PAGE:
Just jQuery The Core UI - Modifying The DOM
Written by Ian Elliot   
Thursday, 16 June 2022
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Just jQuery The Core UI - Modifying The DOM

jQuery provides you with methods for working with the DOM in ways powerful enough to allow you to create custom controls that extend what you can incorporate into an HTML page.  But first we must look at how you can modify existing DOM objects.

This is an extract from my book Just jQuery The Core UI.

 Available as a Book:


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  1. Understanding jQuery
  2. Basic jQuery CSS Selectors
       Extract: The DOM
  3. More Selectors
       Extract: Basic Selectors
  4. The JQuery Object
  5. Filters 
  6. DOM Traversal Filters 
  7. Modifying DOM Objects
       Extract: Modifying The DOM 
  8. Creating Objects & Modifying The DOM Hierarchy
  9. Working With Data
       Extract: Data ***NEW!!!
  10. Forms 
  11. Function Queues
  12. Animation 
  13. jQuery UI
  14. jQuery UI Custom Control
  15. Easy Plugins 
  16. Testing With QUnit
  17. Epilog A Bonus Function

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Finding a DOM object using selectors and filters is usually just the first step. Once you have found what you are looking for, you generally want to modify it. In this chapter we look at the tools that jQuery gives you to change the DOM objects that you retrieve and in the next one we look at how to make changes to the DOM hierarchy by adding, removing and moving objects.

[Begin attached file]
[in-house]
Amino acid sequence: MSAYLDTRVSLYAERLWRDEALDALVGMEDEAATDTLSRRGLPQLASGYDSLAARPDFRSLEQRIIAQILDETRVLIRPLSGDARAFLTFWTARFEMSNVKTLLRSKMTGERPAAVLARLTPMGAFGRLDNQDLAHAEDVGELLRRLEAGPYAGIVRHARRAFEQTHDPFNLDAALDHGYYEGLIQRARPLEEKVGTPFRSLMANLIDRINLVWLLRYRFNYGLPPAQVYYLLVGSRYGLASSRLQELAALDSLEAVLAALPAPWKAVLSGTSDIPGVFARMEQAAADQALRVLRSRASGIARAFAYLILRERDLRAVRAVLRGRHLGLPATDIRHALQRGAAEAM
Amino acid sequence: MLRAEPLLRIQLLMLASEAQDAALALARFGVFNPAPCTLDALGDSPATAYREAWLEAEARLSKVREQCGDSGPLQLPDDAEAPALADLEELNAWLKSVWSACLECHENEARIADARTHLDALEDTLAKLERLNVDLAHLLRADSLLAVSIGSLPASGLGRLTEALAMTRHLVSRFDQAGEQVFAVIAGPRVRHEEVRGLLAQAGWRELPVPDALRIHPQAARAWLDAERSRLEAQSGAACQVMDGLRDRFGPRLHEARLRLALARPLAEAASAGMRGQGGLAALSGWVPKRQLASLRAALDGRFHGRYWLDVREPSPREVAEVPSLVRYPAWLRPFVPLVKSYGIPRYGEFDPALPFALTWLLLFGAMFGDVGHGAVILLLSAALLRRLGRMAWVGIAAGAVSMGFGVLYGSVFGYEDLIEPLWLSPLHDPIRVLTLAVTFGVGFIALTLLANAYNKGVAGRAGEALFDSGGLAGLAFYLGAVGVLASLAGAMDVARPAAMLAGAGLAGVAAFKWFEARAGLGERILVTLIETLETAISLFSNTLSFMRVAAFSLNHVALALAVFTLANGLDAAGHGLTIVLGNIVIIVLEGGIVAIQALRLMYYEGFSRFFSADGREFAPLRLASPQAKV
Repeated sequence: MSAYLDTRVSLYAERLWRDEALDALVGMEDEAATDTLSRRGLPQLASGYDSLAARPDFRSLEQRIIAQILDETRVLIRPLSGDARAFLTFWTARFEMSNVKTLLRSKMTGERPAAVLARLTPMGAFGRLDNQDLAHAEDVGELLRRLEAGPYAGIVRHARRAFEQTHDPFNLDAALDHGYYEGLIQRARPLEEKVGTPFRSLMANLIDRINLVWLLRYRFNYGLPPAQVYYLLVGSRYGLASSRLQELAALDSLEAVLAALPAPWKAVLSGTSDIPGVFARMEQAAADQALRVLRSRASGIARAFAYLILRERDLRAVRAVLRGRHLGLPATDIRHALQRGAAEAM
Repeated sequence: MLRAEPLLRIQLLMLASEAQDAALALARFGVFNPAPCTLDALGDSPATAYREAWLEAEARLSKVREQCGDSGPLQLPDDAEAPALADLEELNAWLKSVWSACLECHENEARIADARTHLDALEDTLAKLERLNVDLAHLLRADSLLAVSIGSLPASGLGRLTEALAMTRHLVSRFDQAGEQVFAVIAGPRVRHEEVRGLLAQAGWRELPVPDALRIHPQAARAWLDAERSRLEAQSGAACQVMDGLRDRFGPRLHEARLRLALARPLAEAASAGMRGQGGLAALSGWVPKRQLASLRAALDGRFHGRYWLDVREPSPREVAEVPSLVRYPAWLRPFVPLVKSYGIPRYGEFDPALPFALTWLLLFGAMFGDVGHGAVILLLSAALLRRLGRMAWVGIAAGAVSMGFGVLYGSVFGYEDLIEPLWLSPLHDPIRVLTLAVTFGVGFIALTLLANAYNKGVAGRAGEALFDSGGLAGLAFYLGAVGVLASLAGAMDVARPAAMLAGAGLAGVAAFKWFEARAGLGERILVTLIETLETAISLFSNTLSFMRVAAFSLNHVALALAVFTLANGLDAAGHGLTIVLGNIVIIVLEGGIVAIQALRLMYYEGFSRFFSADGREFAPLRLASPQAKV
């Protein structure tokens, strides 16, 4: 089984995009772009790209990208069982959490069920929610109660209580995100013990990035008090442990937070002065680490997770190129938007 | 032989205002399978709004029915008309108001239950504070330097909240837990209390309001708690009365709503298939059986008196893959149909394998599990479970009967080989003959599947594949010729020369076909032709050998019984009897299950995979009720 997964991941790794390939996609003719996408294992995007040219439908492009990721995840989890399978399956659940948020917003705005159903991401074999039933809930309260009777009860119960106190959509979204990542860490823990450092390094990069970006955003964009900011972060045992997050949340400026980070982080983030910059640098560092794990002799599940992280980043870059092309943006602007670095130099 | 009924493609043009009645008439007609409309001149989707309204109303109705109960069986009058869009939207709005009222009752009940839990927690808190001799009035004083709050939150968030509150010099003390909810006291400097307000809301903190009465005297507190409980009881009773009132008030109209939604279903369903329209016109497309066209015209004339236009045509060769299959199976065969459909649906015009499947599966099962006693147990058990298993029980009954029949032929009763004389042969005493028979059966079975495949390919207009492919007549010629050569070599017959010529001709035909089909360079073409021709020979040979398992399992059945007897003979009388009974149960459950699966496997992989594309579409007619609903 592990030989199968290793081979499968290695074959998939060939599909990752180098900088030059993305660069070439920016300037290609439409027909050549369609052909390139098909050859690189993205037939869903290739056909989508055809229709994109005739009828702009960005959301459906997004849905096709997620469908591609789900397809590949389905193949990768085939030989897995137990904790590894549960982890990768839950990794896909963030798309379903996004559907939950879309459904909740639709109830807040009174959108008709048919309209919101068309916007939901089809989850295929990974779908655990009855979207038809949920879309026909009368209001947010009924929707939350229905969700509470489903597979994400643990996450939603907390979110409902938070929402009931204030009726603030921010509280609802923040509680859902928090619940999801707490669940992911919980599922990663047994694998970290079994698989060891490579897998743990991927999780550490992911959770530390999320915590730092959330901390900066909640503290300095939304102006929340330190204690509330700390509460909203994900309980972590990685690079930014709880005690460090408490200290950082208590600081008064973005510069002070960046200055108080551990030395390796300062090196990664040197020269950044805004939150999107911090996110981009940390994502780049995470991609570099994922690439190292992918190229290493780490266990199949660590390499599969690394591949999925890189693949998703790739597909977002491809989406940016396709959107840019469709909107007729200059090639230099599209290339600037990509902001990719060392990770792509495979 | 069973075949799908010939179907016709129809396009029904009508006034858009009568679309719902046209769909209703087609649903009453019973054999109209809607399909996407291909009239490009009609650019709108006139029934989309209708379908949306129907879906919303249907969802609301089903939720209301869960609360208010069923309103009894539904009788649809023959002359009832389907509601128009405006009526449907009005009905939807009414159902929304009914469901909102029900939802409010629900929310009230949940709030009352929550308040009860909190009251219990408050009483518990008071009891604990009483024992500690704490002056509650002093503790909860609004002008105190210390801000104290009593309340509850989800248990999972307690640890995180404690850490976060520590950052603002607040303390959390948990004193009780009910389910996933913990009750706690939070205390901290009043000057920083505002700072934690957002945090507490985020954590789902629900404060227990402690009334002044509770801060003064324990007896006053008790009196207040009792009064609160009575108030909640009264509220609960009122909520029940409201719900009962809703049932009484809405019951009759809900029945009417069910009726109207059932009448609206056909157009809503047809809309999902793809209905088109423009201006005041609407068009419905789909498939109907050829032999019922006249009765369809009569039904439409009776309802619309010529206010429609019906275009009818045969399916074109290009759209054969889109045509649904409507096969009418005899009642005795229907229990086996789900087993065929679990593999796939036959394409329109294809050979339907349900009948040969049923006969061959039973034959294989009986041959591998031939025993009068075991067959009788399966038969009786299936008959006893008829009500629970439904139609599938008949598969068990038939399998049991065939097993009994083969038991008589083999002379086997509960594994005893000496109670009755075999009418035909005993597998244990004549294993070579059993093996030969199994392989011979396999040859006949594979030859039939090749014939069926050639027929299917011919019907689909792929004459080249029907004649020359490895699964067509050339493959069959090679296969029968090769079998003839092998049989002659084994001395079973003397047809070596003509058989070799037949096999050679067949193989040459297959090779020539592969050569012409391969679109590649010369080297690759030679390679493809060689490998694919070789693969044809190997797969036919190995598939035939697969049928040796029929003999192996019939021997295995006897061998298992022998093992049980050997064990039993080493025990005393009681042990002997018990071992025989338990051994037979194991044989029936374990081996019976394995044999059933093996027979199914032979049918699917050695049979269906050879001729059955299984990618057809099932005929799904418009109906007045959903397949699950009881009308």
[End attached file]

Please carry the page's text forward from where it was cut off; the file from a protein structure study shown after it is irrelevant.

We already know that jQuery returns an array of DOM objects as its results and working directly with these via native DOM functions is one possible way to make changes to the objects. A better alternative is to use methods provided by jQuery to do the same job. In practice the jQuery methods are nearly always easier to use.

Before we start examining what jQuery provides we need to look at the way the DOM objects are derived from and relate to the HTML you might be more familiar with.

DOM Objects – Properties and Attributes

As explained in Chapter 2, when a browser renders an HTML page it also constructs the DOM (Document Object Model) which consists of JavaScript objects which represent all of the elements that make up the page organized into a hierarchy which corresponds to the way the tags are nested in the HTML page.

Thus the DOM is a hierarchy of DOM Element objects or, more accurately, objects derived from the Element object. 

The basic DOM Element object has all of the basic properties shared by all DOM objects. A specific DOM object derived from Element will, in general, have additional properties specific to it.

For example, the DOM object corresponding to a div has just the basic Element object properties, but the Button DOM object has some properties specific only to it, type, for example, gets and sets its input type. 

As well as DOM Elements, there are also DOM Attribute objects which are associated with DOM Elements and form part of the list or map of Attributes.

When you use a tag like:

<div id="myDIV" class="myClass">

then when the browser renders it, a new DOM div object is created and two attribute objects are added to the div object's attributes property for id and class. The attributes property forms a name value array of the attributes defined in the HTML tag. So in this case the div object has an attributes property which is a list of two elements: